The dilemma comes down to this, for me at least.  How do you determine the true "value" of your SLP graduate education?  You only get one shot at this for the most part - no "do-overs" lol.  For example, will certain doors open that wouldn't have otherwise by going to a more expensive and more highly ranked / more prestigious university?  Will my salary be higher if I train as a medical SLP (in a medical track program) than if I had studied elsewhere, and will it make up for the difference in the cost of the program?  While I am not currently committed to pursuing a PhD or other doctorate degree, I might wish to do so in the future - how will my grad school choice influence my potential for acceptance into these programs?  

Additionally, the fact that it is impossible to predict finances and student debt throughout the duration of the program makes the decision especially difficult for me.  What if I turn down a more expensive program due to a lack of initial funding, without realizing I would be qualified for a fellowship or significant aid in the second year of the program?  Some of the scholarships I am applying for will not have final decisions made until late May or even June.  But most programs want a decision by April 15th - how will this factor in for me?  

UW has not yet given the accepted students any financial aid info - they do have "recruitment scholarships" available for select students that they will email us about later (for the MedSLP students).  This will be an important factor as well.  I have read many forum posts that state that our profession is so in demand, that it doesn't matter what school you attend.  This may be the case for many, but I don't buy it as a blanket statement of truth for all SLP majors.  I intend to speak to some of my professors to get their take on my acceptances and what they think.  Hopefully this will help me make my final decision!

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On 3/5/2016 at 9:28 AM, griffin391 said:

I got into San Diego State and University of Washington. Both are fantastic programs, but I can only go to one. I was hoping for some advice.

Congrats, those are two great programs!

After graduating with my M.S. and working for about ten years, I came to the realization that where you go to school doesn't matter anywhere near as much as I thought it did. There are bad schools, sure, but you'll get just about the same education at any of the top 100 or so schools. I realize this may surprise you -- it surprised me! I went to a very highly regarded school. I thought that was important. Since then, I've worked with colleagues from a few different schools, some in the top 20, others in the 50-100 range, and to be honest, there is very little correlation between school "rank" and quality of the SLPs they produce. The biggest correlation with SLP quality is social skills and attitude -- how well do you interact with your patients? While all top 100 schools do a great job teaching the science and theory, they don't do the greatest job of teaching interaction skills (it's hard to teach), and to be honest that's something that takes years to truly learn anyway.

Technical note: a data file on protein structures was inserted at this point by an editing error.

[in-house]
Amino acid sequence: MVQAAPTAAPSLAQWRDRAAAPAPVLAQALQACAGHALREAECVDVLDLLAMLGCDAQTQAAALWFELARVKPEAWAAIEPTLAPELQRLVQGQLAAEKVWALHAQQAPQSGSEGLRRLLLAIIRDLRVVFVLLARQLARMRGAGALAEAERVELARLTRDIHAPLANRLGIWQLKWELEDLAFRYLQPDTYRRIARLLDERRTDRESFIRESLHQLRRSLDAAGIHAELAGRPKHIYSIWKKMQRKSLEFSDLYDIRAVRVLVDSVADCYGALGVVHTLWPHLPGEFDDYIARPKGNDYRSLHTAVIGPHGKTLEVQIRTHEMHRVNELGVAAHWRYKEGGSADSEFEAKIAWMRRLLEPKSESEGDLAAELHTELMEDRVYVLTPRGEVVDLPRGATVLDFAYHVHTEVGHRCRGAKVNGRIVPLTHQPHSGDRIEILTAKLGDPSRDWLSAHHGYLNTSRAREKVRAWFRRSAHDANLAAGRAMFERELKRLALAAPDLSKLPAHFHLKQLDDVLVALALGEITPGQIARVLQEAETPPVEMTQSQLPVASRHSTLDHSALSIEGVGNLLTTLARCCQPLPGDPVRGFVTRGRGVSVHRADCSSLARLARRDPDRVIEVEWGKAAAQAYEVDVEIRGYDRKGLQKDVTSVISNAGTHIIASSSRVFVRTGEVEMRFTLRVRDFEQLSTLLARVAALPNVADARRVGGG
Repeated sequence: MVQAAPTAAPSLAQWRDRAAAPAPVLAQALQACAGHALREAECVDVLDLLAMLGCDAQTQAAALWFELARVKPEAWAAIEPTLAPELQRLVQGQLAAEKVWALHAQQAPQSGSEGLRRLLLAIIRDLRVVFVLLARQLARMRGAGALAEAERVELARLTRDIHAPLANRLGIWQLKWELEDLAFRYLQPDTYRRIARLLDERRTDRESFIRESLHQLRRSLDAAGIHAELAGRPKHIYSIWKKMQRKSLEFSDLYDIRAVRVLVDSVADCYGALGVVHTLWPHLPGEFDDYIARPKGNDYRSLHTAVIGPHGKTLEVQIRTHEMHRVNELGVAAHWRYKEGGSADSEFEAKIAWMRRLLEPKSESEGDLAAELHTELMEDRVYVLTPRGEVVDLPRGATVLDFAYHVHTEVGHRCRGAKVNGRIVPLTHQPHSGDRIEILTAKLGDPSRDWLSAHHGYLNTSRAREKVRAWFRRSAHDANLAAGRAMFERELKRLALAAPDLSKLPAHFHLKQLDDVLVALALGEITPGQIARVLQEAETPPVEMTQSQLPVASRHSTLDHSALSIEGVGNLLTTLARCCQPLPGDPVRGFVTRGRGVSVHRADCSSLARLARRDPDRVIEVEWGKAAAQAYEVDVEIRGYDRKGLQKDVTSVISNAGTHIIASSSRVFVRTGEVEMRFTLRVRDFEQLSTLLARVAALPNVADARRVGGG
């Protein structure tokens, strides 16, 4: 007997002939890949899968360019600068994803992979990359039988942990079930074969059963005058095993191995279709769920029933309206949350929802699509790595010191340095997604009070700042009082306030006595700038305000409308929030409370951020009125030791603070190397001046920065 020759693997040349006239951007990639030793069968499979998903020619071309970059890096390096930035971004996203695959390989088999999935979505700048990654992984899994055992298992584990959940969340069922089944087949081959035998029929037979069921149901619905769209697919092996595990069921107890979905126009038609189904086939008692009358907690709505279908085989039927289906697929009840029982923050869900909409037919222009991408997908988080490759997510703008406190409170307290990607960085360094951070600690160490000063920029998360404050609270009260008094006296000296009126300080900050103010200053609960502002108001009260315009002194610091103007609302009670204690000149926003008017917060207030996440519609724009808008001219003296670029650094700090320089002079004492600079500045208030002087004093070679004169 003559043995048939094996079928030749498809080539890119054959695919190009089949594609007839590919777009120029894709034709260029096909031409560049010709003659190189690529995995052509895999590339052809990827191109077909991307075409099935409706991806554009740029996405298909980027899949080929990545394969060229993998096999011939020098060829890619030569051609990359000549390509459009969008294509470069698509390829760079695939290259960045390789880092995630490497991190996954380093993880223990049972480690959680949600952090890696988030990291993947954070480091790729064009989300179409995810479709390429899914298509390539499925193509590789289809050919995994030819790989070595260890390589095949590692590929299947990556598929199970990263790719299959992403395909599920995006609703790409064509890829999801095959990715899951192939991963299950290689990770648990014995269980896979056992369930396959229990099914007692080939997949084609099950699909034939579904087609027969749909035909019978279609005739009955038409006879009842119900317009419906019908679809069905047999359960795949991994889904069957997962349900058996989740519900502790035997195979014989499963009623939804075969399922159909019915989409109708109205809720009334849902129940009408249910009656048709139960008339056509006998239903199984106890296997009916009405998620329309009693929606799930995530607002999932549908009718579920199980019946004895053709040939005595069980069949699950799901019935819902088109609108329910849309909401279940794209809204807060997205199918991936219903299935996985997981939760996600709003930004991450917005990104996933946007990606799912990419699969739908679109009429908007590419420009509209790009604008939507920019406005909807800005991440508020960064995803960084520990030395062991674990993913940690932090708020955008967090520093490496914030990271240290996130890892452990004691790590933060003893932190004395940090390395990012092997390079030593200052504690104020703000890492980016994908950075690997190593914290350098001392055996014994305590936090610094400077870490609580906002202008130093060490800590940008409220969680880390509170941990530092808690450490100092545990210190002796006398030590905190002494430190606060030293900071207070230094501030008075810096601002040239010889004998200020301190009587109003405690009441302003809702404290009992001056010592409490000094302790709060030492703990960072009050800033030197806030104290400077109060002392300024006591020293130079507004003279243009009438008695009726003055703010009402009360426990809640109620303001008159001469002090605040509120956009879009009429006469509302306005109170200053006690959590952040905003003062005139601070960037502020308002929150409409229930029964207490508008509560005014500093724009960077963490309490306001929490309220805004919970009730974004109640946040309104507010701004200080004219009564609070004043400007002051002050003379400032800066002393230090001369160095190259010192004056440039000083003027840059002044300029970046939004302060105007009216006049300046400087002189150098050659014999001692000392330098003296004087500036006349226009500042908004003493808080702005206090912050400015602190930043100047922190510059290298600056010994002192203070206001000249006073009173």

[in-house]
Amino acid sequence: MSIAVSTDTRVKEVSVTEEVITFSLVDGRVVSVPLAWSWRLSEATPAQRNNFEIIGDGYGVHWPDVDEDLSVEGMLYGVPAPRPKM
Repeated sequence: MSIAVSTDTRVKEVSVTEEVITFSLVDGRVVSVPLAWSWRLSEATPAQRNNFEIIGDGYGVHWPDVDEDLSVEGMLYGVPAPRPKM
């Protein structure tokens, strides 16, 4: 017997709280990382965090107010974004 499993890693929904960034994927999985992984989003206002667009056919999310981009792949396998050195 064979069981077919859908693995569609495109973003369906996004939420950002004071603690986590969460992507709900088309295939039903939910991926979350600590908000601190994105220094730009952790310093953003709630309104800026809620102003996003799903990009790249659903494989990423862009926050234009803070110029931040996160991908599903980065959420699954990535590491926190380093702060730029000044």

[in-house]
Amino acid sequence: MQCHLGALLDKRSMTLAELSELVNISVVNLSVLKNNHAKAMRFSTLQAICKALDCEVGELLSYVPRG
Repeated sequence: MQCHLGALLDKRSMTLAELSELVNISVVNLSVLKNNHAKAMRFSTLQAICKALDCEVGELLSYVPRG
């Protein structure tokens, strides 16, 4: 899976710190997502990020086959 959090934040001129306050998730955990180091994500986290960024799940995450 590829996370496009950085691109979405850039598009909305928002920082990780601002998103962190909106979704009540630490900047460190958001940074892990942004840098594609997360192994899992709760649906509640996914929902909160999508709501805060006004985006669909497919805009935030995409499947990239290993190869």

One thing I have noticed, however, is an increase in young folks (gah, I sound old) spending endless time stressing about tuition costs. Many of these kids volunteer at my clinic, they get accepted to a number of good schools, and once they're accepted, they believe they should go to the "best" (most highly ranked) school they were accepted to, but that school is often out-of-state and almost always the most expensive. Let me give you the same advice I give them: go to the cheapest top 100ish school that will take you. We are lucky enough to be in a field that has great salary prospects, at least in the long term, but why saddle yourself with unnecessary debt and anxiety?

It's hard to avoid the draw of a top 5, top 10 school. Those numbers are marketing. Try to ignore them.

Best of luck to you!

23 hours ago, Jolie717 said:

For example, will certain doors open that wouldn't have otherwise by going to a more expensive and more highly ranked / more prestigious university?  Will my salary be higher if I train as a medical SLP (in a medical track program) than if I had studied elsewhere, and will it make up for the difference in the cost of the program?

In my experience, salary is determined primarily by your environment. Where are you working? (school, hospital, specialty clinic, etc) Everyone who works in a hospital makes roughly the same salary, no matter where they went to school. The MedSLP track is a great idea, but many schools don't (yet) have that track, and their students have no problems getting hired in hospital/medical settings. Did you do well in a top 100ish school? Are you a nice person with good social skills? If you can answer yes to both questions, you should have no problems finding a job in a medical setting.